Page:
There’s nothing like entering the world of a tiny meerkat on a walk across the Kalahari dunes.
The retired Professor Anne Rasa at Kalahari Trails Camp, a nature reserve about 35km south of Twee Rivieren in the Kgalagadi Transfrontier Park, is very clued up on the tracks of little creatures like insects, beetles, scorpions, skinks and geckos. But for us the best thing when we visited was that she was rehabilitating a meerkat pup.
He had been taken from his mum and sold as a pet. Later he had been saved from the pet owner, who was wondering why he was so thin and sad when she was feeding him lovely pumpkin. The silly woman obviously didn’t have a clue that he was a hot-blooded predator who was craving scorpions, beetles, spiders and crickets. And when we visited, that’s exactly what the Prof, who studied dwarf mongoose in Kenya and yellow mongoose in the Kalahari, was teaching him to hunt.
Meerkats in the wild are supremely sociable animals, living in burrows in family groups of up to about thirty individuals. Although they can be ferocious towards other packs, they’re quite friendly to each other. And because they’re sociable by nature, this little orphan needed a pack. For him the Prof was his family – and on that particular day we were too.
So little Fizzle (a portmanteau name combining Fidget and Grizzle, which summed him up perfectly) came walking with us in the dunes. If we crouched down to look at a beetle track, he’d climb onto our knee to get a better look around, or he’d go digging for food in the track we were trying to identify.
Since meerkats use their sense of smell to sniff out potential snacks under the soft sand, he’d occasionally dig like a madman with rapid movements of his long-clawed front feet. If he came up empty-handed, he’d glance over his shoulder as if embarrassed, and then scamper off to a new spot, head low, tail trailing, his butt higher than his head in the classic silhouette so characteristic of these little creatures.
In the wild, most meerkat spread out to forage individually, yet always taking care to stay in visual and vocal contact. They take it in turns to act as guards, often climbing bushes to get a better view. The young ones usually don’t stray too far and Fizzle was no different.
We learnt his different calls, an almost constant murmuring punctuated by a few sharper sounds. The murmuring was just for keeping in touch with us, his family, but we also heard two distinctly different alarm calls. One was for aerial predators like eagles and the other for landlubbers like snakes – which Fizzle didn’t like, not even a bit.
When the Prof spotted snake tracks in the sand we followed them to the shade of a small bush, where we found a horned adder, a warm rusty colour with striking brown-and-buff patterns. None too chuffed at being disturbed, it inflated its body and hissed a warning. Fizzle cried out and hid behind the Prof’s leg. Just as well he didn’t know snake tracks as well as she did, because she also pointed out the tracks of a Cape cobra, puff adder and fork-marked sandsnake. All that might have sent Fizzle into a tailspin.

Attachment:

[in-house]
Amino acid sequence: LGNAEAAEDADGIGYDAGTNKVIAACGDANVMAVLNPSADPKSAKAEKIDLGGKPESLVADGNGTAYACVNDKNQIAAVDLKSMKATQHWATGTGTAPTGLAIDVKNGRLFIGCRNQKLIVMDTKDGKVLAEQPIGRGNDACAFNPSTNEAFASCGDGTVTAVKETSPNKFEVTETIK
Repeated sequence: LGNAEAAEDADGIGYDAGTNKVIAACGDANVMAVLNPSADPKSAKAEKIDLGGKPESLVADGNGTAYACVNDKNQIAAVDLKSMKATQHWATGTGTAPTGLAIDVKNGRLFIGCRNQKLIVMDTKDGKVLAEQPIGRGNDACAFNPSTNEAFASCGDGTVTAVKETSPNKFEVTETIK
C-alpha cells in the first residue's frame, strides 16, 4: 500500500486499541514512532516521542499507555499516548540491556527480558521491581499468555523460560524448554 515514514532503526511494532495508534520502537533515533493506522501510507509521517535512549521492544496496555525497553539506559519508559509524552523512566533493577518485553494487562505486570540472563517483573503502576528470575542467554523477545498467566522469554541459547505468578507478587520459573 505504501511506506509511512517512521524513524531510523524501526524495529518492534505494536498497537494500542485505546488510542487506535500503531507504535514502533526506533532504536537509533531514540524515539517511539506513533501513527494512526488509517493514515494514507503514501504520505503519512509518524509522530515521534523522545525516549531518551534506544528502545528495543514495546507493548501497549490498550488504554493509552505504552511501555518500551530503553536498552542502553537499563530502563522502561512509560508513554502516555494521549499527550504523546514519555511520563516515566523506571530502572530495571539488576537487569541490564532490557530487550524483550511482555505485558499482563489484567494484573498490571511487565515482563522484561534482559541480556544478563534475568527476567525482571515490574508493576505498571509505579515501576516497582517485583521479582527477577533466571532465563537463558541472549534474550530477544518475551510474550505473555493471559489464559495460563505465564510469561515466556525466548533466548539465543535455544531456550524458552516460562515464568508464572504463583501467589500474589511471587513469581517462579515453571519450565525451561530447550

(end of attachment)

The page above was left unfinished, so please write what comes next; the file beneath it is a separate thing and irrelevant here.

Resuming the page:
Although he was still just a kid he was already catching his own food; the Prof was determined he should learn to fend for himself. If the tracks we saw were anything to judge by, the red dunes where we were walking were full of potential Fizzle meals, from trapdoor and buckspoor spiders to thick-tailed scorpions, dung beetles, cockchafers and armoured crickets.
When he found a toktokkie beetle, he battered it a bit with his front claws before giving it a tentative bite. Only then did he bite down hard and deliver a sort of death shake. When he discovered some enormous sugar ants, he was careful to scrape them on the sand a few times before crunching down.
‘That helps to wipe off the formic acid they use as a defence mechanism,’ the Prof explained. Formic acid burns like hell, so it was obviously a lesson he had learnt the hard way.
If we stopped to talk about a spoor for too long, he’d sit back on his hind legs in a comical kind of ‘lazy-sit’ posture, slumping on his spine with his tail forward and front paws dangling. But let a bird of prey fly overhead, casting a slow shadow across the dune, and he was up and off in a flash, running for protection at the Prof’s side, pressing close to her leg. When she moved off again, it was as if he was pulled by an invisible string, an irresistible urge to follow and catch up with her before he started exploring again.
Walking in the dunes with someone who knew them as well as the Prof did was like learning to read the Dune Newspaper, interpreting the messages in the tracks left overnight by a springhare, striped polecat, pygmy gerbil, yellow mongoose, bat-eared fox, steenbok or small spotted genet.
We were even lucky enough to see Kalahari dune art in the form of flower-like tracks made by burrowing grasshoppers and dancing lady spiders.
But definitely the best part was spending time with Fizzle and learning about his meerkat world.
This article first appeared on Roxanne Reid’s blog.
This tale about Fizzle is an extract from the ebook ‘Travels in the Kalahari‘, which is available worldwide from Amazon. In the Foreword, wildlife researchers and Kalahari boffins Gus and Margie Mills wrote:
‘In this collection of superbly written Kalahari cameos and anecdotes, Roxanne takes us on a journey of her experiences through the Kalahari; most of them amusing, others informative and some rather disturbing. For those who have visited the park it will bring back memories … For those who have not yet had the opportunity to experience it, it will whet the appetite.’